“Greece has nothing to lose by saying no to creditors,” is the title of an analysis by The Financial Times that says bankruptcy and a subsequent Grexit would not be catastrophic after all.
According to the article, Prime Minister Alexis Tsipras has to choose between accepting the fiscal targets and reforms proposed by the troika or getting out of the euro zone. If he chooses the agreement, it would be double suicide: political suicide for Tsipras and death of the Greek economy, as in a four-year period the Greek debt would reach 200 percent of GDP.
However, if he chooses to exit the euro zone, it would be for good for three reasons, says the writer of the analysis, Wolfgang Munchau:
First, Greece would get rid of the extraordinary fiscal adjustments. The country would have to run a low primary surplus that could require a one-time adjustment and that would be all. Greece would default on the troika of lenders but service private debts, so that in the future can ask for loans from the international markets.
The second reason is the reduction of risk. After a Grexit, nobody would fear a currency redenomination risk. There is no fear of default since Athens has already defaulted and will be very keen to gain the trust of private investors.
The third reason is the impact on the economy’s external position. Greece is a relatively closed economy. About 3/4 of its GDP is domestic, while the rest comes from tourism, a sector that would benefit greatly by a currency devaluation.
The negative impact of a Grexit would be short-term only. A sudden introduction of a new currency would be chaotic in the beginning. Capital controls are very likely and there will be losses, but after a year the economy will recover, the analysis says.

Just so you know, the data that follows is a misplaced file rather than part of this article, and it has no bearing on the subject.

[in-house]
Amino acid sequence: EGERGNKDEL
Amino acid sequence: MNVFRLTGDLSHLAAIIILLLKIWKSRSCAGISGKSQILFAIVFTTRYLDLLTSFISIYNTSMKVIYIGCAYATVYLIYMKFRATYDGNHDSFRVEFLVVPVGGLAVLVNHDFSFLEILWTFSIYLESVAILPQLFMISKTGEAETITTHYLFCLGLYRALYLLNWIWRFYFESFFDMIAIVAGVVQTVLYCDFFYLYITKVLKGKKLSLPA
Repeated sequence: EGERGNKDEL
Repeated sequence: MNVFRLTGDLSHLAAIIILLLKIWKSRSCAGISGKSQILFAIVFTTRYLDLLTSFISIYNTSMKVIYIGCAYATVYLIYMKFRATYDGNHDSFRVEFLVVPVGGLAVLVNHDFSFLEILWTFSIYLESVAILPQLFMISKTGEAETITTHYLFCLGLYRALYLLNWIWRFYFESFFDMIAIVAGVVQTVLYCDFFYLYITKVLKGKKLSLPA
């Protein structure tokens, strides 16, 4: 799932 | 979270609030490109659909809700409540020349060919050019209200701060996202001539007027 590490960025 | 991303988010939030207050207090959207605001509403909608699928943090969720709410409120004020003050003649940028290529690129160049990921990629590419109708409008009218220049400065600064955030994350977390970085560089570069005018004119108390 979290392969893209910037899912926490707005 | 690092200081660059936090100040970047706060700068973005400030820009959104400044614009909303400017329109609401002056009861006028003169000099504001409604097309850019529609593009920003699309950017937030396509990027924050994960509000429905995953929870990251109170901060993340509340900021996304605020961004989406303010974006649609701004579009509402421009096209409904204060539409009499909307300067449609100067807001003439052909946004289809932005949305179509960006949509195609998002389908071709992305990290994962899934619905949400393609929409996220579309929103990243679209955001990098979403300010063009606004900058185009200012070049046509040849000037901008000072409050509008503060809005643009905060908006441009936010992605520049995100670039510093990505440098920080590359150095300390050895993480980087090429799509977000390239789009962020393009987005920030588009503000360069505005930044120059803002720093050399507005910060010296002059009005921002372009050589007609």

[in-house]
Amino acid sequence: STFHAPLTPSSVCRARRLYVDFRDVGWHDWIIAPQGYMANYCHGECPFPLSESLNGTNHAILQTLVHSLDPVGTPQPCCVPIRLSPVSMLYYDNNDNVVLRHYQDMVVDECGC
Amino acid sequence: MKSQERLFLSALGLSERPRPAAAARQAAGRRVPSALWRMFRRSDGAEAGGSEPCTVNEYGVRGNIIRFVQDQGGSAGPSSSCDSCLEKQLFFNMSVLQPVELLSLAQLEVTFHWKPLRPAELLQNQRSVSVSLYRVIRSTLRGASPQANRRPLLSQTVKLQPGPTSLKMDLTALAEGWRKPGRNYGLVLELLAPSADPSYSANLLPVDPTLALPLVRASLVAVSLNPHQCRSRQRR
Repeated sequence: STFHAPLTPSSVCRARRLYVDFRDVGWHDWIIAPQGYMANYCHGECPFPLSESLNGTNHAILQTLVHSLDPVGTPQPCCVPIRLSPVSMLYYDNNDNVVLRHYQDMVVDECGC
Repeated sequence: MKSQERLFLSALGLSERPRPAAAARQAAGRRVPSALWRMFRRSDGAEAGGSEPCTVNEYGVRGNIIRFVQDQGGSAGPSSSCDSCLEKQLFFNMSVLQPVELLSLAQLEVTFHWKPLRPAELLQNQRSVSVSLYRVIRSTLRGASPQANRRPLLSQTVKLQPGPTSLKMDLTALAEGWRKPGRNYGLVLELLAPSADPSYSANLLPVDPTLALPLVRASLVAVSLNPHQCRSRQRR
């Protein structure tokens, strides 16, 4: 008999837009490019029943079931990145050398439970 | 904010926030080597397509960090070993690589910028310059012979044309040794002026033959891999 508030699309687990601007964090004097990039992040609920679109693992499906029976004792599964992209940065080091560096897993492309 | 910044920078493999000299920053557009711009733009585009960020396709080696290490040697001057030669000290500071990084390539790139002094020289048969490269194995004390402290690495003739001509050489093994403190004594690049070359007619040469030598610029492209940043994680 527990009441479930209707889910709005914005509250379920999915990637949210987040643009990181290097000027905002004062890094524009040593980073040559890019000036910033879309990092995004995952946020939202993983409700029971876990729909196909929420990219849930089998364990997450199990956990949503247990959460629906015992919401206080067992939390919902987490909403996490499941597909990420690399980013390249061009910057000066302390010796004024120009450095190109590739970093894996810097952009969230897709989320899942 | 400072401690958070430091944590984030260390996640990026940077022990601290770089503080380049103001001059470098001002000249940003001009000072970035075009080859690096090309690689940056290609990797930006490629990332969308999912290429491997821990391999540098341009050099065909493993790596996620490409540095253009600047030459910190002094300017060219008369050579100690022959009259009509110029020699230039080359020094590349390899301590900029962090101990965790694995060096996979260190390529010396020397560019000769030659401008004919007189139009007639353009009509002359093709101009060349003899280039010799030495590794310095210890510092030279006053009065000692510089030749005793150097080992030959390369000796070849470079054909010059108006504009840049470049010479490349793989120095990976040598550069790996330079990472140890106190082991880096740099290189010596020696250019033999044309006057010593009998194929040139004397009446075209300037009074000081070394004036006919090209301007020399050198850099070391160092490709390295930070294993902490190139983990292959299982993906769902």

It would be logical for Greeks to prefer an exit from the euro zone, Munchau argues. However, the Greek government does not have to decide this week. If Tsipras chooses to say no and misses the deadline of the June 18 Eurogroup, then Athens will default on its repayments due in July and August. A Grexit would be possible then, but not certain. Up to that point, Greece would still be in the euro zone. However, it would be forced to exit only if the European Central Bank cut liquidity to Greek banks. It could happen, but it is not certain, either.
If things reach that point, creditors may reconsider restructuring the Greek debt. If Greece were to go bankrupt, Germany and France alone would lose a total of 160 billion euros. German Chancellor Angela Merkel and French President Francois Hollande would not like to be financial “losers.”
If the European leaders agree to ease the Greek debt now, both sides will benefit. Greece will remain in the euro zone and its debt would be sustainable. Creditors, on the other hand, would be able to cover some of the losses.
Therefore, the analysis concludes, Greece has nothing to lose if it says no to this week’s proposal.
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